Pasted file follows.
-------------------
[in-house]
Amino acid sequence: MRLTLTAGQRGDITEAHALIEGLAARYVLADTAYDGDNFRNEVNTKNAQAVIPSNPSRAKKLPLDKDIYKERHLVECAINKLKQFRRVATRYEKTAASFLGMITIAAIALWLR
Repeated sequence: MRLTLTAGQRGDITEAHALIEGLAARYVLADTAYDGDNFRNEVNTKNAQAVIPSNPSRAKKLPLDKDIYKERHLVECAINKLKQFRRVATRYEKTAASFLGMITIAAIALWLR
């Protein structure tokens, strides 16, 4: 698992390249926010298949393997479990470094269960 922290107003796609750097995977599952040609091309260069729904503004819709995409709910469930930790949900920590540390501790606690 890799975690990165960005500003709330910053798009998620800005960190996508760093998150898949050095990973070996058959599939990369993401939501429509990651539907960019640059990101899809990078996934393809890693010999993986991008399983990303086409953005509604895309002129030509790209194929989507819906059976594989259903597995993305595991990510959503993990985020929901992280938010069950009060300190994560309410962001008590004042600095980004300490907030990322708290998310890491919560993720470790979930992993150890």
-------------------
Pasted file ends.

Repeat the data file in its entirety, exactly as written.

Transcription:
[in-house]
Amino acid sequence: MRLTLTAGQRGDITEAHALIEGLAARYVLADTAYDGDNFRNEVNTKNAQAVIPSNPSRAKKLPLDKDIYKERHLVECAINKLKQFRRVATRYEKTAASFLGMITIAAIALWLR
Repeated sequence: MRLTLTAGQRGDITEAHALIEGLAARYVLADTAYDGDNFRNEVNTKNAQAVIPSNPSRAKKLPLDKDIYKERHLVECAINKLKQFRRVATRYEKTAASFLGMITIAAIALWLR
């Protein structure tokens, strides 16, 4: 698992390249926010298949393997479990470094269960 922290107003796609750097995977599952040609091309260069729904503004819709995409709910469930930790949900920590540390501790606690 890799975690990165960005500003709330910053798009998620800005960190996508760093998150898949050095990973070996058959599939990369993401939501429509990651539907960019640059990101899809990078996934393809890693010999993986991008399983990303086409953005509604895309002129030509790209194929989507819906059976594989259903597995993305595991990510959503993990985020929901992280938010069950009060300190994560309410962001008590004042600095980004300490907030990322708290998310890491919560993720470790979930992993150890």